A PAC affiliated with the Alabama Education Association, that state’s largest teachers union, last year sent nearly $1.8 million last year to a post office box in Brentwood, Tennessee.
Postal officials won’t identify the owner of the mailbox — No. 1292 — but he or she is affiliated with an organization known as the National Research Services LLC, according to records with the Alabama’s Secretary of State’s Office.
Google search for NRS failed to lead to clues.
NRS hasn’t registered with the Tennessee Secretary of State’s Office, said office spokesman Adam Ghassemi.
Delaware, however, incorporated NRS last year, according to that state’s Division of Corporations’ website.
In turn, NRS sent less than half that money, almost $840,000, back to AEA to go to various candidates for state Legislature — including many Republicans, according to the Alabama Secretary of State’s website.
The AEA is affiliated with the National Education Association.
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AEA officials did not immediately respond to messages submitted via phone and email Thursday and Friday.
Specifically, Tennessee Watchdog wanted to know why AEA officials sent so much money to Brentwood, what NRS does and what happened to all the money — more than $1 million — which, it seems, NRS still has.
Tennessee Watchdog also wanted to know if any NRS officers receive a salary and who manages that mailbox.
Professional Educators of Tennessee Executive Director J.C. Bowman wonders whether the money is taxable in Alabama.
“Are they trying to get around the laws of Alabama?” Bowman asked.
“They must think our laws in Tennessee are weak.”
The changing nature of Alabama politics might have something to do with the mystery, said Alabama Conference of Educators Executive Director Terry Slone.
“Alabama was under Democratic power for 136 years or so.”
AEA’s former executive secretary, Paul Hubbert, was heavily involved with the state’s Democratic Party, Slone said.
“Then, in 2010, Republicans became the majority. Over the years AEA had a lot of influence pressuring legislators that basically ran the state,” Slone said.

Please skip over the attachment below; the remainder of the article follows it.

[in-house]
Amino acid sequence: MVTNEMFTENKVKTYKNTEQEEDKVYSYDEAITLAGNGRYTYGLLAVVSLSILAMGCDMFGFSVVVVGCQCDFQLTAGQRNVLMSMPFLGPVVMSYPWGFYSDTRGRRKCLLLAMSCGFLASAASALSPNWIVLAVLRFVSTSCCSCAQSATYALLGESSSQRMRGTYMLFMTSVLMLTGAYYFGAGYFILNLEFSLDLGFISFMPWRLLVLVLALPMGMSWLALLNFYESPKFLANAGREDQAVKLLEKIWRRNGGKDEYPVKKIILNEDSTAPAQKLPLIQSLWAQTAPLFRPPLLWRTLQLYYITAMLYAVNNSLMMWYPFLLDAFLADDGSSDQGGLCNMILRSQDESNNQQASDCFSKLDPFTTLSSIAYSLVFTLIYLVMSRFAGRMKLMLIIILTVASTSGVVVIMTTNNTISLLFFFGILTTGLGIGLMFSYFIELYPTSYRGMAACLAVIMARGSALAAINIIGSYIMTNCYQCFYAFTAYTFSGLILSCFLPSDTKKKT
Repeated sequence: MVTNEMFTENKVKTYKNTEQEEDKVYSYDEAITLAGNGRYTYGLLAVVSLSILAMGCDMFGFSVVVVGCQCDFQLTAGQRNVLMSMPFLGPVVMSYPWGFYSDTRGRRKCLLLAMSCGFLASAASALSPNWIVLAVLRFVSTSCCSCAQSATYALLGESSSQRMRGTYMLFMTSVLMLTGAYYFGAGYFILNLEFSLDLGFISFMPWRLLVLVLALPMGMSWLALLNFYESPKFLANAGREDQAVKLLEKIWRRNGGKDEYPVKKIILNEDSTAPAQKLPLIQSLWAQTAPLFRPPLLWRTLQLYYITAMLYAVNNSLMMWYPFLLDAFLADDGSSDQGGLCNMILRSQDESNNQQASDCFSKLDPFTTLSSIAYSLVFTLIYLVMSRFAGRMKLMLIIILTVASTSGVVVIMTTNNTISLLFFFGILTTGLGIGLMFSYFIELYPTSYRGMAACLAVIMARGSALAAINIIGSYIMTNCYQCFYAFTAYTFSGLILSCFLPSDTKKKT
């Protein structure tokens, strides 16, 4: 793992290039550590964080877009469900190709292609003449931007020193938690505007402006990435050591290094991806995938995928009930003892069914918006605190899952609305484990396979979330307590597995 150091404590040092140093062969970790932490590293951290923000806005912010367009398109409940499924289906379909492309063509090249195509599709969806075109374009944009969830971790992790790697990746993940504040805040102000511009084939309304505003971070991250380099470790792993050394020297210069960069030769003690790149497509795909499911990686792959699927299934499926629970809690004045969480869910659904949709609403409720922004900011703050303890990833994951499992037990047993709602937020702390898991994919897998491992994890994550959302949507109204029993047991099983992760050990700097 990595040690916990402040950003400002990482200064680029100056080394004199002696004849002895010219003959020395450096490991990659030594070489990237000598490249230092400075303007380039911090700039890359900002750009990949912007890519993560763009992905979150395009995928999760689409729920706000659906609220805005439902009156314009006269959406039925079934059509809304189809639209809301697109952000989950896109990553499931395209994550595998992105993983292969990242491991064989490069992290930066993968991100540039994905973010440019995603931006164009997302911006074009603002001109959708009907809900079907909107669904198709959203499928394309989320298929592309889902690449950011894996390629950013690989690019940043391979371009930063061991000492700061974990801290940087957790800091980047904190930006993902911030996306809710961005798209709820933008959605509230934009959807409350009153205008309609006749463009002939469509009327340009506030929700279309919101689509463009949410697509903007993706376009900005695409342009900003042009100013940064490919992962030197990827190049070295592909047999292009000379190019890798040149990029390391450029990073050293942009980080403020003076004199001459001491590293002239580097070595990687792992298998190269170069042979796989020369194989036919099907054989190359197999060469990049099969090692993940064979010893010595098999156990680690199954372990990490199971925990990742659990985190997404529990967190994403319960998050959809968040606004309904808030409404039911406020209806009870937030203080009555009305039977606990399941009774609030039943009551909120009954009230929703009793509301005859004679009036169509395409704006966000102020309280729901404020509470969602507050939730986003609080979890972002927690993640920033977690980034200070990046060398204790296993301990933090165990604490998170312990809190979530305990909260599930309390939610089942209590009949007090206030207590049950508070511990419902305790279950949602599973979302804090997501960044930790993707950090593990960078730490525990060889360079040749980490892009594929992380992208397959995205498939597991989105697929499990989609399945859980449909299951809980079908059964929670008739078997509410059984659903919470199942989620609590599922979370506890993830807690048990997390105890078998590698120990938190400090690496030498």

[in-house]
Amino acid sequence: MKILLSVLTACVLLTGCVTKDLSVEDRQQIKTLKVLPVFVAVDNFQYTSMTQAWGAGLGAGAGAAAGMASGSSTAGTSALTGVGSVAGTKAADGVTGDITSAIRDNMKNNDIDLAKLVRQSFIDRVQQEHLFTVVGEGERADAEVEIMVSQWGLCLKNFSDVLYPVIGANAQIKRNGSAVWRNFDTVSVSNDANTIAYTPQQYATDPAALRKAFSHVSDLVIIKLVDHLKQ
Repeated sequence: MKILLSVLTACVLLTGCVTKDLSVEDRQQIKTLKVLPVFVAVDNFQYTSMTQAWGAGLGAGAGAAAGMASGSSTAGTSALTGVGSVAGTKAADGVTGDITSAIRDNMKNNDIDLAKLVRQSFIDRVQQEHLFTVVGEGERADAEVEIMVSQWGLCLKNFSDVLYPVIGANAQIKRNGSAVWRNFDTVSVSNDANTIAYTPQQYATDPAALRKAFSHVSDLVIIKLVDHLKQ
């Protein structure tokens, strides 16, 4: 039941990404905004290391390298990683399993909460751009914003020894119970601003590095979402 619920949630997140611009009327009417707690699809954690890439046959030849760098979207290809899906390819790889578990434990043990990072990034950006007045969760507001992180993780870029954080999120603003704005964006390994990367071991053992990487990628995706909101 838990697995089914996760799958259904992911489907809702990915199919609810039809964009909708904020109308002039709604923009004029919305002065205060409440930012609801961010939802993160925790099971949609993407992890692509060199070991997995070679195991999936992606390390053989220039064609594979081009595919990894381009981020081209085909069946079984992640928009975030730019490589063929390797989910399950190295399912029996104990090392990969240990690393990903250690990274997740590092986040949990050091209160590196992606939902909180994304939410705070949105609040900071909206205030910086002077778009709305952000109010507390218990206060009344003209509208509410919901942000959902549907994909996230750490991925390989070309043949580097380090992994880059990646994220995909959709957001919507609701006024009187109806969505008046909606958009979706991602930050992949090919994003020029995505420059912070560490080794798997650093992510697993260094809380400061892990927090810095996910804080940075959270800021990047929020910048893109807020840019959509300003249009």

“It is said that Hubbert would sit in the upper gallery of the state house during the legislative session and signal to the legislators how to vote on legislation. They voted as instructed.”
But when Republicans took over the Legislature they implemented tenure reform, Slone said.
The GOP Legislature also passed a law banning payroll deduction for membership dues for any organization that participated in seven specific political activities, which affected the AEA, Slone said.
“Basically, the AEA lost a lot of power when the House and Senate majority changed to the Republicans,” Slone said.
Problems included a $450,000 decrease in dues because of declining membership, an $8.6 million budget deficit and a $2.4 million loss from financial investments.
“There have been a series of things that have gone wrong with the AEA,” Slone said.
“Many Alabama teachers have said they don’t support the politicians that AEA and NEA support and don’t support the social agendas that NEA supports.
The Alabama Forestry Association speculates that some of this available AEA money will pay to attack politicians who support education reforms opposed by the union.
It’s possible the AEA is attempting to gain favor with Republicans, or at least a certain type of Republican.
Nashville attorney and media personality Steve Gill, meanwhile, believes this money will go unreported.
“They’re going to spend it on political activism,” Gill said, adding the union knows it can’t make the legislature Democratic again.
“They will spend it in communications that are campaign oriented and move public opinion. They will demonize conservatives. They will say we need someone more reasonable that can get along with — and then you end up with a compliant Republican rather than a conservative one.”